Social measures or requirements


This section is specifically focused on issues related to livelihoods, tenure and resource rights, vulnerable groups (including indigenous peoples), resettlement, and benefit-sharing which can be referred to either as “safeguards” or as social standards depending on the initiative.

Safeguards have been traditionally understood to be the operational policies and procedures of multilateral financial institutions such as the World Bank that prevent and mitigate undue harm in the process of implementing development projects.  In other words, safeguards are most commonly associated with a “risk‐based approach”.

More recently, the establishment of the UNFCCC REDD+ safeguards as part of the Cancun Decision marks a shift away from a “do no harm” approach towards an approach that encourages positive social and environmental outcomes. Many emerging programs are looking to the UNFCCC guidance, for example, according to its Charter the FCPF is required to “seek to ensure consistency with the UNFCCC Guidance on REDD” and the VCS JNR requires jurisdictional programs to be carried out in accordance with the Cancun Safeguards.

In addition, private initiatives that develop and implement projects (such as CCBA or Plan Vivo) have developed “social and environmental standards” which must be distinguished from “safeguards” as the latter are binding conditionalities that must be met as part of the regulatory regime or in order to qualify for financing for a project or programme whereas the former are additional qualitative characteristics of a project that are reported in exchange for obtaining a certification.

In contrast, there are no social measures or requirements for developed countries under the UNFCCC (e.g. through JI or the Kyoto Protocol), although the CDM requires a host country to confirm the project contributes to its sustainable development and project level documentation of social impacts and measures to address such impacts. The majority of project-based carbon accounting standards either take a “do no harm” approach to a limited set of social requirements or do not reference them at all. Most voluntary carbon standards recommend projects obtain certification from a separate social/environmental standard (such as CCB). For example, VCS and CCB have partnered to streamline registration for both standards and use a common template for documentation.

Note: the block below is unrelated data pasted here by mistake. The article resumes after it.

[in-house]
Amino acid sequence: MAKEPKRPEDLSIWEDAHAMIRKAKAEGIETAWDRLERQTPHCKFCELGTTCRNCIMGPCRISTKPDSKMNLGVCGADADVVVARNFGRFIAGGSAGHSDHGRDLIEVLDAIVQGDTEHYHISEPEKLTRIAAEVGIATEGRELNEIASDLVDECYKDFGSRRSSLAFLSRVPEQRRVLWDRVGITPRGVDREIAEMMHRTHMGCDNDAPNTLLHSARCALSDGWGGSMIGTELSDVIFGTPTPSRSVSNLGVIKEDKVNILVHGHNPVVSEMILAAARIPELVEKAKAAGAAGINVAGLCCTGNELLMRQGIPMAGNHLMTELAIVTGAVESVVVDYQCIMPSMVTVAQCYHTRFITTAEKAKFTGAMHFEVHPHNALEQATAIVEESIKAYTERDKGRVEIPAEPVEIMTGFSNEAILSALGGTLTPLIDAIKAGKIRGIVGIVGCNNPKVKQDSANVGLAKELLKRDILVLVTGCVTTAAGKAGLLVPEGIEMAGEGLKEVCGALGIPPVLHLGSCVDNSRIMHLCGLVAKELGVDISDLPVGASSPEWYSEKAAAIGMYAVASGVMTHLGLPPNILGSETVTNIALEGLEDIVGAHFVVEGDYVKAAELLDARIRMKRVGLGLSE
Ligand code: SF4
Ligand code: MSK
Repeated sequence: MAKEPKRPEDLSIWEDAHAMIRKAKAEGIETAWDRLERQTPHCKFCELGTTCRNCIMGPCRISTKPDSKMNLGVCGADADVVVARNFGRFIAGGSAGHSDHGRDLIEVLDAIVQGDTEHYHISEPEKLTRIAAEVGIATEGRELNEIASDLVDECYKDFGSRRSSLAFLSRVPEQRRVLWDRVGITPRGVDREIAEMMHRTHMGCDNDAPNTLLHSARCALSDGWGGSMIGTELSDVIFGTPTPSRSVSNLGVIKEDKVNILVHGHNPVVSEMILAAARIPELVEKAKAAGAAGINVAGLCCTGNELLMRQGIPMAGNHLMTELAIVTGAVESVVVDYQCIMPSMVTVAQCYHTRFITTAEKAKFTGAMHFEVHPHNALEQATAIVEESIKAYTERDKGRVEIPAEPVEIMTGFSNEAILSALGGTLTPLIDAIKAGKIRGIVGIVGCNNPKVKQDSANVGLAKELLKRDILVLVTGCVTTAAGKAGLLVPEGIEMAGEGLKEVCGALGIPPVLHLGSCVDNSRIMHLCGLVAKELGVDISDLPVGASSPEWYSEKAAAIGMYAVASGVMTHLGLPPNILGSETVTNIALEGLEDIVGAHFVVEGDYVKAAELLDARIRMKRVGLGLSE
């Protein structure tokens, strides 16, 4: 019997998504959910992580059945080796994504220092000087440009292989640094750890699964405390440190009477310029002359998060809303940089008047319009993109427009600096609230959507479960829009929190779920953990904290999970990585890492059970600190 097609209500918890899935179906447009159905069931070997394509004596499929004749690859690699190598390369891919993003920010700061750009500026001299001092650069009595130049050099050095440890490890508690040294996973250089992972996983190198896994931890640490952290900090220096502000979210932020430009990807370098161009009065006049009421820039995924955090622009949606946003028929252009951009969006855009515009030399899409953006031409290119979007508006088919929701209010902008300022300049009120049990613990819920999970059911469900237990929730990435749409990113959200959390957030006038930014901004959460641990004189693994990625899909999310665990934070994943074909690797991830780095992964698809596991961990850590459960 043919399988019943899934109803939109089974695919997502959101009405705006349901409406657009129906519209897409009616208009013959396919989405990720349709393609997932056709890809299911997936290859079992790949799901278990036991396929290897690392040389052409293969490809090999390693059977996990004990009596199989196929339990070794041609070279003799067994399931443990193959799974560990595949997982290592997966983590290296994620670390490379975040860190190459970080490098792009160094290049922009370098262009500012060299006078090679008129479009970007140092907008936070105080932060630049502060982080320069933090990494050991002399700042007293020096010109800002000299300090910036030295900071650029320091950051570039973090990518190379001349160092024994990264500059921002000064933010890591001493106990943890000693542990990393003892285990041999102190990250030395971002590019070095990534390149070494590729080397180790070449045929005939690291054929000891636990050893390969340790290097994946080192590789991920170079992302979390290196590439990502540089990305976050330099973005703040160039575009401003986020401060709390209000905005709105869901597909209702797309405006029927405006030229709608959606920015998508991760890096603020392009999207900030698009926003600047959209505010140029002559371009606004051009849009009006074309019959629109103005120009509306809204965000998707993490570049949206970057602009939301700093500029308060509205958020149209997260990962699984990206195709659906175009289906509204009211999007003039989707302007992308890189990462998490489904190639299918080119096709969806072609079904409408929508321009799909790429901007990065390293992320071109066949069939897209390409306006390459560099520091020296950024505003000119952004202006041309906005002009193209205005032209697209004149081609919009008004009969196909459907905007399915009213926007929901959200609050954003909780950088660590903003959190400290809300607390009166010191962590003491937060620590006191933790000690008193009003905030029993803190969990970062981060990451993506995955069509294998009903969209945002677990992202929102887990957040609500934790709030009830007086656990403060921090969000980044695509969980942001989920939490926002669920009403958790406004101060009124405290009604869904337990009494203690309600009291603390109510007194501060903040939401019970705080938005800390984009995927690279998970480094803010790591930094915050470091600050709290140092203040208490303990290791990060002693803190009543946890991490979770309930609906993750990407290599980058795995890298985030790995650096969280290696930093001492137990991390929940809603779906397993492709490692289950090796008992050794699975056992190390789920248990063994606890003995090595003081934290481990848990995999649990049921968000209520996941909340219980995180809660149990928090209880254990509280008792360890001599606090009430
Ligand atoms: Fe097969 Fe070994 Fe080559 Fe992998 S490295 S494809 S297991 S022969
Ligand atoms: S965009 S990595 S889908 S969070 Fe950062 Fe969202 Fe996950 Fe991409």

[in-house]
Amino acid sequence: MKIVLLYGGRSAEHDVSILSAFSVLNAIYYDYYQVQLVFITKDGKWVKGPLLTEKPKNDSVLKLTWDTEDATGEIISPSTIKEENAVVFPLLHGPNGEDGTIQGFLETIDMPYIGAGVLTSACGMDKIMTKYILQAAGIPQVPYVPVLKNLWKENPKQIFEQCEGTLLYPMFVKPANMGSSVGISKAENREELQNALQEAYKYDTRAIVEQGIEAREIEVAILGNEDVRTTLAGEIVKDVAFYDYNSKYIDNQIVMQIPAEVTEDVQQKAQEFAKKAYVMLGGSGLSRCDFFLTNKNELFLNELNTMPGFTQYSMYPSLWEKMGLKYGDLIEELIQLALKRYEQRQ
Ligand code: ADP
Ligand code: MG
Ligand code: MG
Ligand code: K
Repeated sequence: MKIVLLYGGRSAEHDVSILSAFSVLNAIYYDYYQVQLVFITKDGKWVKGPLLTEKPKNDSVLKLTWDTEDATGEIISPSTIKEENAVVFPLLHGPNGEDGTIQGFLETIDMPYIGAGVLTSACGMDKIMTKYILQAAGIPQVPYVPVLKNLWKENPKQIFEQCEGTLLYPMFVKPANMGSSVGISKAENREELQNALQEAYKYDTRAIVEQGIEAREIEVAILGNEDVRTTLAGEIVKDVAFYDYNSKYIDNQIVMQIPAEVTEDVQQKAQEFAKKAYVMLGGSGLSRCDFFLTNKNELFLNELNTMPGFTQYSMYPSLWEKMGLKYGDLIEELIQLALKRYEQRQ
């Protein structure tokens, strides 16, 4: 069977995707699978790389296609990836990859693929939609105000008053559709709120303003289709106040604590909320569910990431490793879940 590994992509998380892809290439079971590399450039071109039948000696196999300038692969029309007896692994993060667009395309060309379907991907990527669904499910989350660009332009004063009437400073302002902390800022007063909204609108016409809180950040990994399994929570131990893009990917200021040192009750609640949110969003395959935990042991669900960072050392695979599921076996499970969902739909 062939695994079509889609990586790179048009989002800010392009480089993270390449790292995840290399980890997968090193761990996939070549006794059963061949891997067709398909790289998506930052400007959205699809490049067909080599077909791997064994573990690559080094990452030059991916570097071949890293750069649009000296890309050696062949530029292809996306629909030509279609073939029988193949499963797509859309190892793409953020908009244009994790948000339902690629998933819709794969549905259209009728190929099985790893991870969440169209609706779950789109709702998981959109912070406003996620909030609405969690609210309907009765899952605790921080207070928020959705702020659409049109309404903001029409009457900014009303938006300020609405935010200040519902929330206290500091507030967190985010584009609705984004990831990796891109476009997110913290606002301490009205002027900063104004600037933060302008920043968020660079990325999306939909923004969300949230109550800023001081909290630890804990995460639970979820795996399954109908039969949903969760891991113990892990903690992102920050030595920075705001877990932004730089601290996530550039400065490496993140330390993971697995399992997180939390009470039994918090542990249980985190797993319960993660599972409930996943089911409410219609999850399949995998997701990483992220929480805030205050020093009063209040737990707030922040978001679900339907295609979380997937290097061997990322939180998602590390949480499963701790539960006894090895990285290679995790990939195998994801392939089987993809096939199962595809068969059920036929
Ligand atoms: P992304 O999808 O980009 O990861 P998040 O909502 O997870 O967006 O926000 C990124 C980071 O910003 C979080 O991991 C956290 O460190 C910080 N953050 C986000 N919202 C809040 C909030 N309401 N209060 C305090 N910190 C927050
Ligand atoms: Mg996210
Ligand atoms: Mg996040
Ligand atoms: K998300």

REDD+ carbon accounting standards and initiatives that operate at a jurisdictional level (subnational or national) tend to have more stringent requirements around social issues, including an expectation that programmes will take into account the UNFCCC Cancun decision on safeguards, which includes reference to respect for the knowledge and rights of indigenous peoples and members of local communities. The UNFCCC has also requested developing countries, when developing and implementing their REDD+ national strategies and action plans, to address forest governance and land tenure issues, and gender considerations. This is also true of the agreement to fund results between Guyana and Norway, whereby Guyana is required to make positive progress on the protection of the rights of indigenous peoples and other local forest communities.